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Diversifying the great outdoors

Time spent in nature can be transformative. Yet, by and large, people of color are underrepresented when it comes to those who take part in outdoor activities. Across the United States, various groups are trying to bridge that divide, including the newly formed Camping in Color here on the campus of the University of Utah.

Started by graduate students Sydney Murray and Hilary Lambert, Camping in Color had its inaugural camping trip in September of 2023 in the Wasatch Mountains. Through their partnerships with groups like Outdoor Auntie, the U Sustainability Office, Curly Me SLC, Wasatch Mountain Institute (WMI) and REI, the group was able to provide all the gear needed for this free event, so each participant had what they needed to feel safe and comfortable without the financial constraints.

“It came together really quickly” shared Murray. “Once we got the team established, the momentum kind of just took off from there and we were able to get to the logistics of planning the program.”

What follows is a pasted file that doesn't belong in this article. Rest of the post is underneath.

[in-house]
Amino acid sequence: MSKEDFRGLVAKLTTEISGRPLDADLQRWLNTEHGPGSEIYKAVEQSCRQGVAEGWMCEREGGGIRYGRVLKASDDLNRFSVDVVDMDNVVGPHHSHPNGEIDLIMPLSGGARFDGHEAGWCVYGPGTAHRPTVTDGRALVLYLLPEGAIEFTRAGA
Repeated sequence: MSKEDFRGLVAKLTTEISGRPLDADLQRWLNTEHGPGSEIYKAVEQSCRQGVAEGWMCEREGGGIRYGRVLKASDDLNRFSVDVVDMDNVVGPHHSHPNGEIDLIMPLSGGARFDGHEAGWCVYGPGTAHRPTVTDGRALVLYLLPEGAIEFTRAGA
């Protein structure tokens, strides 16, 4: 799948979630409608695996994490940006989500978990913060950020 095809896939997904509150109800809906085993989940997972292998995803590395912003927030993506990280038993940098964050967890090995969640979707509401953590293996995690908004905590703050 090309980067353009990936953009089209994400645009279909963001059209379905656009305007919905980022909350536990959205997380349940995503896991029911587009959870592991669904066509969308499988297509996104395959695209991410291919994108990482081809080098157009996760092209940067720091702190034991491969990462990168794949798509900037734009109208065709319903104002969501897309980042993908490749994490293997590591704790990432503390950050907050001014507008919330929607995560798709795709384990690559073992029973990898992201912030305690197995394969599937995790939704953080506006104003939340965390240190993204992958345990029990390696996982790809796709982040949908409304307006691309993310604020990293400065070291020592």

“We leveraged WMI’s gear library and resources with our ideas for Camping in Color and we got a grant from the University of Utah to make it all happen,” added Lambert.

On Dec. 6, 2023, Lambert and Murray will host a “story hour” about the trip featuring some of the community partners and participants, as well as a short film. The event will take place at the Cleone Peterson Eccles Alumni House at 7 p.m. Tickets are free, but space is limited. Please RSVP here.

Murray and Lambert are excited to share with the community because Camping in Color is about more than the mere enjoyment of being outside, but also about fostering feelings of belonging and connectivity while breaking down barriers. Central to the mission of Camping in Color is not only to create a meaningful experience in nature for Black youth and their families but also to conduct research on the best practices for diversity, equity and inclusion in outdoor programming.

“I grew up recreating in Virginia. Typically, I was the only person of color, let alone the only black person in these outdoor spaces,” said Murray.  “There were definitely spaces I didn’t start to enter in the outdoors until my adult years because I was intimidated and nervous.”

Camping in Color will continue to increase outdoor recreation and education among Black families as it becomes an annual event in the Wasatch region. Murray, Lambert, and their dedicated team have sown the seeds of change for diversity, inclusivity and belonging in the outdoors.

Said Lambert, “I heard so many conversations where people were making connections, finding new friends, finding mentors for their kids, and kids going ‘mom, can we do this again?'”